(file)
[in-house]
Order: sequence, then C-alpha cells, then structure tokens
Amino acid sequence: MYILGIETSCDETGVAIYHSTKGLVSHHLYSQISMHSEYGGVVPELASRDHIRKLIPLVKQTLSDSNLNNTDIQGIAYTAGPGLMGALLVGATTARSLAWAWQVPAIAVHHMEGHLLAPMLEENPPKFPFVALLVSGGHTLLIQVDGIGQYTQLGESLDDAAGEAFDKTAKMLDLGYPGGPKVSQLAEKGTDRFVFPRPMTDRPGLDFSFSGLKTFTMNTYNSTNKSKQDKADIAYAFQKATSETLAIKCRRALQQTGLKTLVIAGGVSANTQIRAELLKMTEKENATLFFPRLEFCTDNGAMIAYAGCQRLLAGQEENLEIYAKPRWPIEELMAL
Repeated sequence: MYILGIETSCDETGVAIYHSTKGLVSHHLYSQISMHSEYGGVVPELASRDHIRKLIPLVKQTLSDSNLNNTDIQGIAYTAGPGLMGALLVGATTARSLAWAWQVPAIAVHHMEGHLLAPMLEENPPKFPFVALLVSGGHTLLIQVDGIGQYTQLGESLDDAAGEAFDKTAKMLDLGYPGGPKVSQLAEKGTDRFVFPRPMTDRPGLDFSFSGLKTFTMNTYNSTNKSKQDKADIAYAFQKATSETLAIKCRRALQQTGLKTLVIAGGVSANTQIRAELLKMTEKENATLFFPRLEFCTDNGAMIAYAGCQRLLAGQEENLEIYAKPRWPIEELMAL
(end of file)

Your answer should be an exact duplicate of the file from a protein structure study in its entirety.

[in-house]
Order: sequence, then C-alpha cells, then structure tokens
Amino acid sequence: MYILGIETSCDETGVAIYHSTKGLVSHHLYSQISMHSEYGGVVPELASRDHIRKLIPLVKQTLSDSNLNNTDIQGIAYTAGPGLMGALLVGATTARSLAWAWQVPAIAVHHMEGHLLAPMLEENPPKFPFVALLVSGGHTLLIQVDGIGQYTQLGESLDDAAGEAFDKTAKMLDLGYPGGPKVSQLAEKGTDRFVFPRPMTDRPGLDFSFSGLKTFTMNTYNSTNKSKQDKADIAYAFQKATSETLAIKCRRALQQTGLKTLVIAGGVSANTQIRAELLKMTEKENATLFFPRLEFCTDNGAMIAYAGCQRLLAGQEENLEIYAKPRWPIEELMAL
Repeated sequence: MYILGIETSCDETGVAIYHSTKGLVSHHLYSQISMHSEYGGVVPELASRDHIRKLIPLVKQTLSDSNLNNTDIQGIAYTAGPGLMGALLVGATTARSLAWAWQVPAIAVHHMEGHLLAPMLEENPPKFPFVALLVSGGHTLLIQVDGIGQYTQLGESLDDAAGEAFDKTAKMLDLGYPGGPKVSQLAEKGTDRFVFPRPMTDRPGLDFSFSGLKTFTMNTYNSTNKSKQDKADIAYAFQKATSETLAIKCRRALQQTGLKTLVIAGGVSANTQIRAELLKMTEKENATLFFPRLEFCTDNGAMIAYAGCQRLLAGQEENLEIYAKPRWPIEELMAL